The French and the Germans have been great rivals in the last 150 years.
In 1871, the Prussians, declared victory over France in the Franco-Prussian war by crowning their king in the French royal palace at Versailles – nothing short of a sacrilege. France was widely regarded as Europe’s strongest military power of this era.
These wounds opened up further and were daubed with salt through two devastating World Wars. Most of the First World War on the Western front and its 4 year long trench stand-offs were fought within the borders of France. Large expanses in France are still unusable today due to unexploded shells from these battles.
Once Germany lost the First World War, the treaty of Versailles (I wonder if this name was mere coincidence) imposed stringent conditions on the German people. Based on a deficit of trust German people had to pay reparations, cede territory and adhere to stringent economic sanctions.
The terrible aftermath of the treaty of Versailles plunged relations between the two countries further, culminating in Adolf Hitler declaring war on France. The Second World War saw the Nazis occupying France for 4 years. Together, both wars had claimed more than 10 million French and German lives.
But French and German relations today, about 60 years after this period of devastation, couldn’t have been stronger. The two countries have an excellent understanding and it was their partnership that led to the European Union’s formation. The ministerial cabinets of both countries meet at least twice every year. Great student exchange opportunities between the countries ensure that this friendship grows stronger with the next generation.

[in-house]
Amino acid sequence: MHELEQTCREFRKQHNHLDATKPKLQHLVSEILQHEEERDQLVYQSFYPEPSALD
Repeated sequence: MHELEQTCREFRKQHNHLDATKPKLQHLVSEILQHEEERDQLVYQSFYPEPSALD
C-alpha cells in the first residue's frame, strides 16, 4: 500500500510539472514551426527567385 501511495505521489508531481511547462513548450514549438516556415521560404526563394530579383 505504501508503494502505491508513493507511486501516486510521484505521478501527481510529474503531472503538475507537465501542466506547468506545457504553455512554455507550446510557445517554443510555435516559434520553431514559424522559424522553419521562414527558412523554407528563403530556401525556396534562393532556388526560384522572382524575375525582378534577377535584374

How could this happen? How could such bitter rivals turn into thick friends within 40 years, a rivalry that spanned centuries and with wars that wiped out more than 10% percent of their collective populations? This was the question I posed to a couple of French friends who visited us in Berlin.
Their response was intriguing. The French and the Germans aren’t close friends in spite of their violent past, but because of it.
Charles De Gaulle and Konrad Adenauer, the leaders of France and Germany after the war, signed the Élysée Treaty. This time, they based the treaty on trust, seeing as how mistrust had only yielded another war that was far more devastating than the first one. A string of joint measures ensured that this friendship grew stronger with every passing decade. Both nations were committed to ensure that violence never broke out between them. Never again.
By doing so, they demonstrate that the worst of rivals can put their past behind them to foster a friendship that transcends it.
The wrong lesson to take from this story is that these periods of carnage were necessary evils. That is the cynical view.
The alternative is to foster what Nicholas Taleb terms as being antifragile – to use our adversities to grow stronger rather than crumble under their toll. In the aftermath of every period of difficulty and turmoil, there is a shining opportunity to get stronger and ensure that those periods would never come to pass again.
It depends on which pair of eyes we use to examine our past – the ones that Hitler used, as he declared war, or the ones that De Gaulle and Adeneuer used to usher a golden era of friendship between two pivotal members of the European Union.